by Lujain Al Mulla
It was Day 4 of Kuwait University’s annual Film Week and we’d just viewed the astonishing God Grew Tired of Us, a heart-wrenching documentary so appropriately selected by Dr. Mai Al Nakib, the event’s faithful organizer. Dr. Al Nakib fittingly included this film in this year’s roster to compliment the theme of “Diaspora.” The documentary follows 3 young South Sudanese men who have lived a life of sheer struggle, being torn from their families at a very young age, forced to immigrate by foot, first to Ethiopia and then to Kenya, in fear of persecution in their home country. These young men are part of a bigger group of refugees who were later granted the opportunity of starting afresh in the United States—facing yet another struggle of adaptation.
During the post-screening discussion, someone from the audience mentioned something about standing up in respect of the refugees and the lessons they’d supposedly learned—within that hour and a half, mind—and I rolled my eyes in cynicism. I don’t mean to question the person’s sincerity, but it seemed such a futile thing to say. I felt it condescending, how easy it must be to stand up from one’s cushioned seat in an air-conditioned venue and salute people who’d seen death at a young age, lived through famine, experienced forced separation from their families and hardship their entire life, and who were not present at the hall then. The gesture seemed so banal. I left the theatre with a heaviness in my chest.
Later that night, I felt like a spoiled parcel of guilt tied with a bow of all that I take for granted. Everything I did seemed so meaningless all of a sudden. The frivolity of it all was sickening. My dinner was a disgusting squander, as I saw it, but I still ate it. I was disgusted by my warm bed, but I still slept in it. I resented the fact that I had it easy growing up, but was also thankful I didn’t have to have it any other way—glad but resentful. The dichotomy was eating at me.
I have watched documentaries that expose other calamities in this world and attended seminars set up to raise awareness of such issues. They always leave me feeling the same way; I feel an ardent urge to do something about fixing the situation, but then this feeling gradually dies down in a number of days into a lump of apathy, not because I lose interest in the cause, but because the infinitude of all concurrent causes worth involving oneself in becomes overwhelming, and I digress.
Almost two years ago, I decided to become a pesco-vegan. I cut out factory farmed meat, dairy and eggs from my diet. It was a decision I had made after long-thought triggered by—surprise, surprise—expository documentaries I had watched. Yet, still, I feel like a hypocrite whenever I chip in for a non-vegan birthday cake for a co-worker—even though I turn a piece of it down when passed to me—or order a vegan dish at a restaurant that serves factory-farmed meat and, therefore, am still contributing to the industry.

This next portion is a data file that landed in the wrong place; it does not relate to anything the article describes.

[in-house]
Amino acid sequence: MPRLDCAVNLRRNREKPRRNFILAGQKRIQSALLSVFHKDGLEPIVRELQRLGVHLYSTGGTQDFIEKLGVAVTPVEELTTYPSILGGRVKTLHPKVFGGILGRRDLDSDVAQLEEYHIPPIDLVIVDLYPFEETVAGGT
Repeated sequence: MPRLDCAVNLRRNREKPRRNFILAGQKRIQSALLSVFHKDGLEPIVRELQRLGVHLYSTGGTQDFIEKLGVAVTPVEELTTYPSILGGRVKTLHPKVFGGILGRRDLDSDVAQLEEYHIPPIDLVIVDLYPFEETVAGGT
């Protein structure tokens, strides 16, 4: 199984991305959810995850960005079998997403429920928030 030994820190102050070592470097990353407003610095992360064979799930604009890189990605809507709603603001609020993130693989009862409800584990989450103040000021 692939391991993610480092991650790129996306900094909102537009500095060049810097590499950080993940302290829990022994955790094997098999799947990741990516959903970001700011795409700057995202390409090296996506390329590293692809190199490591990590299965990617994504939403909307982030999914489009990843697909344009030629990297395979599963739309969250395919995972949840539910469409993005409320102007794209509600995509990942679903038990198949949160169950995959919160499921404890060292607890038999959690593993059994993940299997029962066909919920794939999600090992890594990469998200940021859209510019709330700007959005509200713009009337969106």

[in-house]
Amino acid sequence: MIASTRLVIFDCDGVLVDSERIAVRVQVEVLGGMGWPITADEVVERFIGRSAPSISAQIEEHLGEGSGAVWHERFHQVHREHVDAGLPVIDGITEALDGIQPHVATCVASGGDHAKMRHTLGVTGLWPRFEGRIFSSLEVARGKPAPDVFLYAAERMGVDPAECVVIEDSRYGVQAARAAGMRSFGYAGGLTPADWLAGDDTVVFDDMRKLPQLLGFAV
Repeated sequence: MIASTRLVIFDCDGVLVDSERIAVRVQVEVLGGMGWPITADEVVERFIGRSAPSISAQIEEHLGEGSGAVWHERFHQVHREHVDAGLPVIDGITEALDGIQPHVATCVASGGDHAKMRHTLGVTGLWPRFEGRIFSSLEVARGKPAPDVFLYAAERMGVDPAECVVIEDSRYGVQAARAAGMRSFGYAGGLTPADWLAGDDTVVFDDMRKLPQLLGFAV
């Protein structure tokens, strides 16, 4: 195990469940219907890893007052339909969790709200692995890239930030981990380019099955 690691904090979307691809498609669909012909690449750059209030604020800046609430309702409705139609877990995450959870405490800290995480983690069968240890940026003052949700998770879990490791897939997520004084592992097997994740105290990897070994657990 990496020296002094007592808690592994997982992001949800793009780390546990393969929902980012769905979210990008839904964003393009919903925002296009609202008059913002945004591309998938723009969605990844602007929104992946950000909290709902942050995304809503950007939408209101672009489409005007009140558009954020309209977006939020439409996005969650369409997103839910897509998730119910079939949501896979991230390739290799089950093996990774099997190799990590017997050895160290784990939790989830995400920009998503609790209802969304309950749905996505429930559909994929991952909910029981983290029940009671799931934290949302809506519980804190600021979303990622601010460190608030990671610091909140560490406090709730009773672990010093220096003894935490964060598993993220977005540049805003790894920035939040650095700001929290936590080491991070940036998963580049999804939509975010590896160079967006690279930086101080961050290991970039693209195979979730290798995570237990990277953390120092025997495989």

I wish I could feel good about myself whenever I spare some change for a boy selling glow-sticks at a traffic light, but I don’t. I feel petty and little. I feel ashamed of the pretense of it all—me, on my high horse, giving out my miserly change. Even when I do contribute more to a cause, I still feel guilty. A part inside me wants to devote my life to the betterment of others’ lives but a bigger part of me is a coward, too afraid of losing what it is that I have in mine: my home, my family, a well-off living. My excuse is how busy I am—getting on with my own life. I wonder if I truly am too consumed in the future I am building for myself or if I use it as a fallacious argument to avoid devoting my time to aiding those less fortunate.
The defense mechanism so many of us have managed to cocoon ourselves in is conscious ignorance, as paradoxical as the term may sound. We realize we have been unfairly endowed with luxuries that the greater population of this world have not, and often choose not to dwell upon this fact. The way many of us deal with such guilt is by donating money or, like the lady in the screening-hall, by extending a gesture of respect and recognition, and, ultimately, recoiling back to a consciously ignorant state. Still, I curl my lip in cynicism at the plasticity of it all. I am ever jealous of those who have managed to leave so much, if not everything, behind and spend all their time and effort in fighting an injustice.
I wish I could conclude this article with a philosophy that makes everything ok, but I can’t. I find myself going on and on, hoping to come by an epiphany that helps me realize that it’s ok to just be grateful for what I have, but it hasn’t hit me yet, and I know that as soon as I stop typing, put my laptop away and curl up under my covers, the shadows in my room will smother me with feelings of shame. I’ll leave you with this note, though: love your family, appreciate the luxuries and always be thankful to the greater power you believe has blessed you with what you have. But always, always, leave room for bursts of self-loathing and self-deprecation, so that I can at least deal with those bursts knowing I’m not having them alone.